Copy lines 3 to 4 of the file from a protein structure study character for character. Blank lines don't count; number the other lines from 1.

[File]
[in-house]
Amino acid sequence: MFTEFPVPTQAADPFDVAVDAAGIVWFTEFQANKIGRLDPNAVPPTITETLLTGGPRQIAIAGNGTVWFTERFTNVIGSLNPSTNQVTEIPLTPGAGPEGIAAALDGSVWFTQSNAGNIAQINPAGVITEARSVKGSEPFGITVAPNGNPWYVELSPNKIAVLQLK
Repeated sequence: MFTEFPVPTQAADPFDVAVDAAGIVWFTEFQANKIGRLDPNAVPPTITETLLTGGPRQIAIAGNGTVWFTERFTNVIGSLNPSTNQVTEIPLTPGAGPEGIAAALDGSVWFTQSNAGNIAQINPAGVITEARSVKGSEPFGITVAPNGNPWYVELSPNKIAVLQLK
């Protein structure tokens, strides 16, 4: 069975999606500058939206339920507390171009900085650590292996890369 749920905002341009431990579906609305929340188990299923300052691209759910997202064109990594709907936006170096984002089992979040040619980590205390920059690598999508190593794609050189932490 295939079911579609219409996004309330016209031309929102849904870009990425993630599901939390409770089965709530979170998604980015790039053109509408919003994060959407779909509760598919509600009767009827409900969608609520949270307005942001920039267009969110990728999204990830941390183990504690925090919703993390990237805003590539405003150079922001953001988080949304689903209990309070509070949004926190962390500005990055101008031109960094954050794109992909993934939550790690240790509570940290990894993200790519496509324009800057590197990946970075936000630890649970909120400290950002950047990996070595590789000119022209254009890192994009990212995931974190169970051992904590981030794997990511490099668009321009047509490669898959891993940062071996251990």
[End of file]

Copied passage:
Repeated sequence: MFTEFPVPTQAADPFDVAVDAAGIVWFTEFQANKIGRLDPNAVPPTITETLLTGGPRQIAIAGNGTVWFTERFTNVIGSLNPSTNQVTEIPLTPGAGPEGIAAALDGSVWFTQSNAGNIAQINPAGVITEARSVKGSEPFGITVAPNGNPWYVELSPNKIAVLQLK
């Protein structure tokens, strides 16, 4: 069975999606500058939206339920507390171009900085650590292996890369 749920905002341009431990579906609305929340188990299923300052691209759910997202064109990594709907936006170096984002089992979040040619980590205390920059690598999508190593794609050189932490 295939079911579609219409996004309330016209031309929102849904870009990425993630599901939390409770089965709530979170998604980015790039053109509408919003994060959407779909509760598919509600009767009827409900969608609520949270307005942001920039267009969110990728999204990830941390183990504690925090919703993390990237805003590539405003150079922001953001988080949304689903209990309070509070949004926190962390500005990055101008031109960094954050794109992909993934939550790690240790509570940290990894993200790519496509324009800057590197990946970075936000630890649970909120400290950002950047990996070595590789000119022209254009890192994009990212995931974190169970051992904590981030794997990511490099668009321009047509490669898959891993940062071996251990």